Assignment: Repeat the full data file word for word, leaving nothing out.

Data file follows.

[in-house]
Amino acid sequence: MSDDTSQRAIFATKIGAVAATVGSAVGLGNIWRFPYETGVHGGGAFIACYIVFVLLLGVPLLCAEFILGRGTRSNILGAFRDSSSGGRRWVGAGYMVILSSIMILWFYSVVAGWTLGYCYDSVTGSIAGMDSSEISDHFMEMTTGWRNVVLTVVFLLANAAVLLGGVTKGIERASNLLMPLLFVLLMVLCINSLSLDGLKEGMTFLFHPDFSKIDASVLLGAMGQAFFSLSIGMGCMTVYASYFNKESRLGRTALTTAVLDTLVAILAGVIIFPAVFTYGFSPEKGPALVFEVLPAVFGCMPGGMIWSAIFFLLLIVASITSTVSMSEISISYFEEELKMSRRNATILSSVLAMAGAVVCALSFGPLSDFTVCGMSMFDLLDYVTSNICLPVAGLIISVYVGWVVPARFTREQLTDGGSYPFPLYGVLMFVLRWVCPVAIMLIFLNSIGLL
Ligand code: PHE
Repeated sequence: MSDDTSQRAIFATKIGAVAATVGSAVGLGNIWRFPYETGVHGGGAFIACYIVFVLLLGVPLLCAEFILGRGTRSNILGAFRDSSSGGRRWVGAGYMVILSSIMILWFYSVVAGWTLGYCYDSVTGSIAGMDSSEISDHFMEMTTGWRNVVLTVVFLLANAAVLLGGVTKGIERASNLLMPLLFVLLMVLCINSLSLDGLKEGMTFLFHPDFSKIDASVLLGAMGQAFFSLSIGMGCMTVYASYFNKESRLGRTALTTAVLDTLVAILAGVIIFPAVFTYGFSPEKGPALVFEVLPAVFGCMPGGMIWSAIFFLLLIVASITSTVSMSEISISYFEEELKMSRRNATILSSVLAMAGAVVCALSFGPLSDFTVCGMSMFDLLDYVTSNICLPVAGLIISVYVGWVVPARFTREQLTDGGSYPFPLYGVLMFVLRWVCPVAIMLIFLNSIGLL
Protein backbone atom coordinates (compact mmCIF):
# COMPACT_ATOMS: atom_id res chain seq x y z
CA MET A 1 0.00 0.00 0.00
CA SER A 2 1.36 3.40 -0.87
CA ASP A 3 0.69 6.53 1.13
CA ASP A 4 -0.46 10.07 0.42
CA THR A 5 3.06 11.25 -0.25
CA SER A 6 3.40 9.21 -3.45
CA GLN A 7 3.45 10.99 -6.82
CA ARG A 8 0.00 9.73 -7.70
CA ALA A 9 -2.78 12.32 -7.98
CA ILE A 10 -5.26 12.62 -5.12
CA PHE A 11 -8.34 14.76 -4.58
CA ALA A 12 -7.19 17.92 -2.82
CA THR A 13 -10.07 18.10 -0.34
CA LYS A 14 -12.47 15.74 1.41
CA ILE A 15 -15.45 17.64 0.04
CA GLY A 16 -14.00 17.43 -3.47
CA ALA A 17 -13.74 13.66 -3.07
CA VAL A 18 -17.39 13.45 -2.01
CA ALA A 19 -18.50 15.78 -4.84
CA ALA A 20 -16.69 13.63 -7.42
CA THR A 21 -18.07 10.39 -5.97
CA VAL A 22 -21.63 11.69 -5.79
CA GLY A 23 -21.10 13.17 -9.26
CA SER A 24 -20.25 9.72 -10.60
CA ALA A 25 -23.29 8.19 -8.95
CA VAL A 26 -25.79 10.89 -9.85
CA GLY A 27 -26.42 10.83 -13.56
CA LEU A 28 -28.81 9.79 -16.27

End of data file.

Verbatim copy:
[in-house]
Amino acid sequence: MSDDTSQRAIFATKIGAVAATVGSAVGLGNIWRFPYETGVHGGGAFIACYIVFVLLLGVPLLCAEFILGRGTRSNILGAFRDSSSGGRRWVGAGYMVILSSIMILWFYSVVAGWTLGYCYDSVTGSIAGMDSSEISDHFMEMTTGWRNVVLTVVFLLANAAVLLGGVTKGIERASNLLMPLLFVLLMVLCINSLSLDGLKEGMTFLFHPDFSKIDASVLLGAMGQAFFSLSIGMGCMTVYASYFNKESRLGRTALTTAVLDTLVAILAGVIIFPAVFTYGFSPEKGPALVFEVLPAVFGCMPGGMIWSAIFFLLLIVASITSTVSMSEISISYFEEELKMSRRNATILSSVLAMAGAVVCALSFGPLSDFTVCGMSMFDLLDYVTSNICLPVAGLIISVYVGWVVPARFTREQLTDGGSYPFPLYGVLMFVLRWVCPVAIMLIFLNSIGLL
Ligand code: PHE
Repeated sequence: MSDDTSQRAIFATKIGAVAATVGSAVGLGNIWRFPYETGVHGGGAFIACYIVFVLLLGVPLLCAEFILGRGTRSNILGAFRDSSSGGRRWVGAGYMVILSSIMILWFYSVVAGWTLGYCYDSVTGSIAGMDSSEISDHFMEMTTGWRNVVLTVVFLLANAAVLLGGVTKGIERASNLLMPLLFVLLMVLCINSLSLDGLKEGMTFLFHPDFSKIDASVLLGAMGQAFFSLSIGMGCMTVYASYFNKESRLGRTALTTAVLDTLVAILAGVIIFPAVFTYGFSPEKGPALVFEVLPAVFGCMPGGMIWSAIFFLLLIVASITSTVSMSEISISYFEEELKMSRRNATILSSVLAMAGAVVCALSFGPLSDFTVCGMSMFDLLDYVTSNICLPVAGLIISVYVGWVVPARFTREQLTDGGSYPFPLYGVLMFVLRWVCPVAIMLIFLNSIGLL
Protein backbone atom coordinates (compact mmCIF):
# COMPACT_ATOMS: atom_id res chain seq x y z
CA MET A 1 0.00 0.00 0.00
CA SER A 2 1.36 3.40 -0.87
CA ASP A 3 0.69 6.53 1.13
CA ASP A 4 -0.46 10.07 0.42
CA THR A 5 3.06 11.25 -0.25
CA SER A 6 3.40 9.21 -3.45
CA GLN A 7 3.45 10.99 -6.82
CA ARG A 8 0.00 9.73 -7.70
CA ALA A 9 -2.78 12.32 -7.98
CA ILE A 10 -5.26 12.62 -5.12
CA PHE A 11 -8.34 14.76 -4.58
CA ALA A 12 -7.19 17.92 -2.82
CA THR A 13 -10.07 18.10 -0.34
CA LYS A 14 -12.47 15.74 1.41
CA ILE A 15 -15.45 17.64 0.04
CA GLY A 16 -14.00 17.43 -3.47
CA ALA A 17 -13.74 13.66 -3.07
CA VAL A 18 -17.39 13.45 -2.01
CA ALA A 19 -18.50 15.78 -4.84
CA ALA A 20 -16.69 13.63 -7.42
CA THR A 21 -18.07 10.39 -5.97
CA VAL A 22 -21.63 11.69 -5.79
CA GLY A 23 -21.10 13.17 -9.26
CA SER A 24 -20.25 9.72 -10.60
CA ALA A 25 -23.29 8.19 -8.95
CA VAL A 26 -25.79 10.89 -9.85
CA GLY A 27 -26.42 10.83 -13.56
CA LEU A 28 -28.81 9.79 -16.27